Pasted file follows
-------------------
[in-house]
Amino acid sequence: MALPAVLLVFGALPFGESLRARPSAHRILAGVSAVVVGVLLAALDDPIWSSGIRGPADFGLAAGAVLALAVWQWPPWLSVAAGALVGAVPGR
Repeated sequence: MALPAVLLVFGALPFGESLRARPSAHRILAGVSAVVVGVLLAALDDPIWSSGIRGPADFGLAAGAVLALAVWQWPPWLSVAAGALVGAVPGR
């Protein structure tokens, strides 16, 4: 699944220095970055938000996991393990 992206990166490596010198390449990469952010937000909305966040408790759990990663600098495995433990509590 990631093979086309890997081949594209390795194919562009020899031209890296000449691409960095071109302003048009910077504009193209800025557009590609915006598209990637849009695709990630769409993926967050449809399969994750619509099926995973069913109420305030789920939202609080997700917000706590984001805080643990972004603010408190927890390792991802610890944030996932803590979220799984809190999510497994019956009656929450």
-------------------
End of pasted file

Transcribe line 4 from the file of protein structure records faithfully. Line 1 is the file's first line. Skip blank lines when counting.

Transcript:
């Protein structure tokens, strides 16, 4: 699944220095970055938000996991393990 992206990166490596010198390449990469952010937000909305966040408790759990990663600098495995433990509590 990631093979086309890997081949594209390795194919562009020899031209890296000449691409960095071109302003048009910077504009193209800025557009590609915006598209990637849009695709990630769409993926967050449809399969994750619509099926995973069913109420305030789920939202609080997700917000706590984001805080643990972004603010408190927890390792991802610890944030996932803590979220799984809190999510497994019956009656929450």